The Choir Creed

I have always hated singing. I was introduced to it as the son of two concert pianists, trained at Juilliard and winners of international competitions, one of whom eventually became a voice and choir teacher (along with international baccalaureate music theory/history and other subjects). But growing up in my so-called "classical" music bubble, I was always taught -- well, not taught, but maybe steered towards the notion (well maybe that's just my fiction...) -- that singing, especially choral singing, especially casual choral singing, wasn't the same sort of feat as playing a Brahms piano concerto.

I grew up playing violin, piano, and staying away from the chorus kids. They were just different. For one thing, they seemed to like each other. For another, they had fun. I, meanwhile, attended numerous All State festivals and conservatory rehearsals to find cutthroat, anti-social personalities woven throughout every string section. Sure, the brass guys were fun drinking buddies. Yes, those woodwind players, with all their crafty tools, knew how to make cool stuff -- say, devices from which one might inhale a certain brand of smoke. But string players were mostly Type A's. And the singers -- well, they just didn't fit. They didn't seem to read as complex music, to listen to the same stuff, or to care about the precision we were drilled to provide. (This was, of course, before I was to meet opera singers in college-level conservatories -- but these personalities came with another set of qualities, as you can imagine, and I don't want to address them here.)

I eventually went off to a double degree program between a liberal arts research university and professional-level music conservatory. I cut-off from the high-school music scene and moved up (or so I thought), never to ponder again what became of so many of those local choir kids down the hall from the high school orchestra room.

Well, in Mickey Rapkin's dramatic, funny, and heartfelt new book, Pitch Perfect, I have learned what happened to some of these human pitch pipes. They may not have tried to make money in the concert music scene like me, but that doesn't mean their forays into the intensely competitive, collegiate a capella scene, weren't frighteningly hardcore. On a recent Current TV video, we see a college a capella singer running through her scales in the shower before driving nine hours to an international competition. As Rapkin's book tells it, a capella doesn't get bogged down in the overly artful; it's more about having fun with pop and the essence of making music in this overtly nerdy but pervasive subculture that can get just about anyone, regardless of music pedigree, addicted to four-part harmony. Think 1200 groups, nationwide, and bands, like that of Harvard, that keep active alumni.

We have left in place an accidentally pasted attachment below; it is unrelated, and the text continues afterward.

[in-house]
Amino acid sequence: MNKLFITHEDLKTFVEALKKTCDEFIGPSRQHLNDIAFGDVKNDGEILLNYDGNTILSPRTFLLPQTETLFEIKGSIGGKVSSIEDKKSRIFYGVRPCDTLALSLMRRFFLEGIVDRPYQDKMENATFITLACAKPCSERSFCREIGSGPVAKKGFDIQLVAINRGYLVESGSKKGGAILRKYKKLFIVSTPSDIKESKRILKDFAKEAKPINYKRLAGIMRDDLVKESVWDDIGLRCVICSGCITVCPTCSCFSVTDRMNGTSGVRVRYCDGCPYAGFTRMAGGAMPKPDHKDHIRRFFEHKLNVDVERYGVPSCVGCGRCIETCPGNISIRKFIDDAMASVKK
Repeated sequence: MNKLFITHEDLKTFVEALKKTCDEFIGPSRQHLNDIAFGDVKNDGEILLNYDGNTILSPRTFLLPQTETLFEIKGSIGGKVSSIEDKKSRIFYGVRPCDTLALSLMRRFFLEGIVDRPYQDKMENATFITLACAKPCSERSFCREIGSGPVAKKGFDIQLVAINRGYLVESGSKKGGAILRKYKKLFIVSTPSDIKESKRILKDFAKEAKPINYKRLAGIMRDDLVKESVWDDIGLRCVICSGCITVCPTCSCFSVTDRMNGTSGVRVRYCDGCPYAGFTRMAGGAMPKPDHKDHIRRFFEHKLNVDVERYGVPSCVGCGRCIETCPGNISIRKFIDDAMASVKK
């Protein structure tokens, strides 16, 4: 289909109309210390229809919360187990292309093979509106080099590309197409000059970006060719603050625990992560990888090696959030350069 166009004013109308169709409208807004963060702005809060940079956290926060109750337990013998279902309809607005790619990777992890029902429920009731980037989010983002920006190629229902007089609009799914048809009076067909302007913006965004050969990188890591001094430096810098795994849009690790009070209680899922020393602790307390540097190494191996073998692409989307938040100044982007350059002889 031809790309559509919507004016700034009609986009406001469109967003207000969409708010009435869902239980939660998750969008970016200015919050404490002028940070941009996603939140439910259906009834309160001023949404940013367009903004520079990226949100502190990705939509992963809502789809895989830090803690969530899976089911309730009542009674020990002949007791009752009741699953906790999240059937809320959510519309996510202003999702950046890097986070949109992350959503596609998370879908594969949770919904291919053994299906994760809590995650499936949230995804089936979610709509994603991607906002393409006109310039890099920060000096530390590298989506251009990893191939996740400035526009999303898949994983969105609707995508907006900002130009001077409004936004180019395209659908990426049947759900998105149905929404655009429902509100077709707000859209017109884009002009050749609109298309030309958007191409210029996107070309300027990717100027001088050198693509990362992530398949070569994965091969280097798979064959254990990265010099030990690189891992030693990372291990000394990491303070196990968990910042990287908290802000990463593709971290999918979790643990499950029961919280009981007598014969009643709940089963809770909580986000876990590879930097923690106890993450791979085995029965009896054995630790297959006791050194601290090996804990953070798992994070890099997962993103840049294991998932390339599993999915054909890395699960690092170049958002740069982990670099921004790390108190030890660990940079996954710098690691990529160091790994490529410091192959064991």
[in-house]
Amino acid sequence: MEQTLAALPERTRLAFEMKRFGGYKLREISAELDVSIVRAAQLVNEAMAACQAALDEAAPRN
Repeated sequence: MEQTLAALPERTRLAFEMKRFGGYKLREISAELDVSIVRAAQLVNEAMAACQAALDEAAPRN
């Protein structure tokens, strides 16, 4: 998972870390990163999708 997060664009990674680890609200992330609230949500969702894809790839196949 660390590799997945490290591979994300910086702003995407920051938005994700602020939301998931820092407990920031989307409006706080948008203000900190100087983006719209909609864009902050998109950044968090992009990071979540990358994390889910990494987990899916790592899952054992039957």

On Rapkin's blog, there's even an interview with Ben Folds. Wouldn't you know that a capella groups do John Mayer, Vampire Weekend, Ozzy, and Madonna? Is it terrible? Well, sure, in one way. But not really. In fact, a recent NPR story garnered tons of write-ins doubtful that the sounds heard were really sung by amateur a capella groups. And Hollywood has its own secret a capella mafia. More than a few top producers and actors come from this world. That may be why the book's becoming a movie with nearly as much pre-production hype behind it as a Christopher Guest joint. Pop culture can be done well -- all I had to do was one day accept that my mom's choirs worked really hard, and see them sing after high school to learn what this kind of group sport can do for a band as well as its fans.

If we are to learn anything from collegiate a capella it's not that singing is a lower form of musicmaking -- and no, my mother, the pianist and choral teacher, doesn't believe this old, incorrect impression of her confused kid. It's that it's the most direct way the every-musician can get closer to sounds he or she can't stop hearing in his or her head. Would it be better if Rhianna covers were less prevalent than Benjamin Britten concerts? Sure. But maybe they're equal. Maybe that's good. And maybe it's great that there's a group of young people who don't intend to go into pro music careers out there, simultaneously trying to outdo each other with the most kick-ass version of the cheesiest song you've ever heard. Making music, when it's best, brings people together. It's collaborative. And if it inspires healthy -- and at times funnily unhealthy -- competition, well, all the better. What, we can have it in the political arena, but not on the community concert stage?

I have never seen an episode of American Idol. I'm not kidding. I avoid it. But I do know that I've seen clips of some of the jokers who win this competition, and I know I'd rather see a good group of collegiate a capella freaks have their way with an infectious pop song. It's a way to participate in and comment on popular culture while having a good sense of humor about yourself, even if you occasionally take the harmonic progression of the moment a little more seriously than you should. There's great comedy here. But this is also a great story that Rapkin found, a fascinating private world that isn't as private as some of you may think. These musicians--and you *can* be a respect-worthy musician without being able to play Paganini Caprices; I am proud I have believed that for the past 15 years -- know how to use their vocal chords and their collectives as instruments even if they never had a chance to master a box of wood or tube of brass.

They're the weird, wacky chorus kids. But read a little bit about them, and maybe you'll wonder why you chose art, band, or worse, private violin lessons in the city with a Juilliard taskmaster. Hell, maybe you'll learn a little more about your boss.